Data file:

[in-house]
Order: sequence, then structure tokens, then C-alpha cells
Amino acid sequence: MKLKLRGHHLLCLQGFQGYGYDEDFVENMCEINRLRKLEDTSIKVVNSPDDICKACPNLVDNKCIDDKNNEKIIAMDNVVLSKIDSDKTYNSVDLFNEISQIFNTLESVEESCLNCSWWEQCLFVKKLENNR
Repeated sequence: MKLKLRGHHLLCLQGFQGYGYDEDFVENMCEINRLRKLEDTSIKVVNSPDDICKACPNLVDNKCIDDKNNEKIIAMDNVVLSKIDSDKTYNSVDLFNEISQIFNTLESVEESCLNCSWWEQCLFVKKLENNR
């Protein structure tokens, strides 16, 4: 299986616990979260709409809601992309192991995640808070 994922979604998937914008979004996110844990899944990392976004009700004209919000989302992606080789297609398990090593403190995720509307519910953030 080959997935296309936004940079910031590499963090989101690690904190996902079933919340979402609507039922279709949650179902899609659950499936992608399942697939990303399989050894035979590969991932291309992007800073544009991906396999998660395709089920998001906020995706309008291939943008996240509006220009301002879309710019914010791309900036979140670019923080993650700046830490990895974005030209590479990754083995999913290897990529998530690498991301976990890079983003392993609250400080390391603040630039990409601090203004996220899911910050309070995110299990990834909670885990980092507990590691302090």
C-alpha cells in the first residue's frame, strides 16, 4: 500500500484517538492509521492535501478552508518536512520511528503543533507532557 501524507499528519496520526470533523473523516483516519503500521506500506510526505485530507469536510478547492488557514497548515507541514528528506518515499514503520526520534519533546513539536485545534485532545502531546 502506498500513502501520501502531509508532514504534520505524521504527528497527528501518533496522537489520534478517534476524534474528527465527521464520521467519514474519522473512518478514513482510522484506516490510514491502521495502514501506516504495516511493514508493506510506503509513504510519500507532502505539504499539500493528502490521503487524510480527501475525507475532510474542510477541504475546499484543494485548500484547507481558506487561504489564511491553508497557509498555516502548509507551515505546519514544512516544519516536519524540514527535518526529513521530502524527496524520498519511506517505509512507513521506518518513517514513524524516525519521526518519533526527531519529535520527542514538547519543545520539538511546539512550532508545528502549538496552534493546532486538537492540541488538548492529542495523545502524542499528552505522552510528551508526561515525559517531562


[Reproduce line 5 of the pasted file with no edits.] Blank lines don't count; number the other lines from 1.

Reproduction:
């Protein structure tokens, strides 16, 4: 299986616990979260709409809601992309192991995640808070 994922979604998937914008979004996110844990899944990392976004009700004209919000989302992606080789297609398990090593403190995720509307519910953030 080959997935296309936004940079910031590499963090989101690690904190996902079933919340979402609507039922279709949650179902899609659950499936992608399942697939990303399989050894035979590969991932291309992007800073544009991906396999998660395709089920998001906020995706309008291939943008996240509006220009301002879309710019914010791309900036979140670019923080993650700046830490990895974005030209590479990754083995999913290897990529998530690498991301976990890079983003392993609250400080390391603040630039990409601090203004996220899911910050309070995110299990990834909670885990980092507990590691302090």